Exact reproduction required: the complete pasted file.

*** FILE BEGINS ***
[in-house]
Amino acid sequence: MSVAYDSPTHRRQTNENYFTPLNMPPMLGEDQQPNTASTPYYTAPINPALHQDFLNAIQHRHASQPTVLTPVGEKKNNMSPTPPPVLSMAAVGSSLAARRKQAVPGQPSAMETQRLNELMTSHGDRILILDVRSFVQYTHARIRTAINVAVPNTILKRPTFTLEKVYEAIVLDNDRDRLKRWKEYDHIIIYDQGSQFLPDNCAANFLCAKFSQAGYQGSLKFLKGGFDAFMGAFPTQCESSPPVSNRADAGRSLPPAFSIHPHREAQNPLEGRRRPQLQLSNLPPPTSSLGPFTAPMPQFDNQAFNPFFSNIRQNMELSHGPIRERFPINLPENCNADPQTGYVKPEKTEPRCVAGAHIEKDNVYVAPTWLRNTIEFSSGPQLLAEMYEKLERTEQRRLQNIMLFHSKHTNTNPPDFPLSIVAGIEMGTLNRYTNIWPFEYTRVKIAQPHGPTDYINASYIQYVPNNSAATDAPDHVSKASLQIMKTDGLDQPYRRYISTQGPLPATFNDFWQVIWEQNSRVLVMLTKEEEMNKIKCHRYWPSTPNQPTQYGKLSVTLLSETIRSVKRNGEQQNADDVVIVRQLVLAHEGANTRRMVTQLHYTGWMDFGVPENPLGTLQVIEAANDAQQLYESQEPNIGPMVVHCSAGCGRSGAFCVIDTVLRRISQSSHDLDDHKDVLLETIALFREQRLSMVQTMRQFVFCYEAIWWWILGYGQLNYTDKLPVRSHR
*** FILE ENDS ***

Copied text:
[in-house]
Amino acid sequence: MSVAYDSPTHRRQTNENYFTPLNMPPMLGEDQQPNTASTPYYTAPINPALHQDFLNAIQHRHASQPTVLTPVGEKKNNMSPTPPPVLSMAAVGSSLAARRKQAVPGQPSAMETQRLNELMTSHGDRILILDVRSFVQYTHARIRTAINVAVPNTILKRPTFTLEKVYEAIVLDNDRDRLKRWKEYDHIIIYDQGSQFLPDNCAANFLCAKFSQAGYQGSLKFLKGGFDAFMGAFPTQCESSPPVSNRADAGRSLPPAFSIHPHREAQNPLEGRRRPQLQLSNLPPPTSSLGPFTAPMPQFDNQAFNPFFSNIRQNMELSHGPIRERFPINLPENCNADPQTGYVKPEKTEPRCVAGAHIEKDNVYVAPTWLRNTIEFSSGPQLLAEMYEKLERTEQRRLQNIMLFHSKHTNTNPPDFPLSIVAGIEMGTLNRYTNIWPFEYTRVKIAQPHGPTDYINASYIQYVPNNSAATDAPDHVSKASLQIMKTDGLDQPYRRYISTQGPLPATFNDFWQVIWEQNSRVLVMLTKEEEMNKIKCHRYWPSTPNQPTQYGKLSVTLLSETIRSVKRNGEQQNADDVVIVRQLVLAHEGANTRRMVTQLHYTGWMDFGVPENPLGTLQVIEAANDAQQLYESQEPNIGPMVVHCSAGCGRSGAFCVIDTVLRRISQSSHDLDDHKDVLLETIALFREQRLSMVQTMRQFVFCYEAIWWWILGYGQLNYTDKLPVRSHR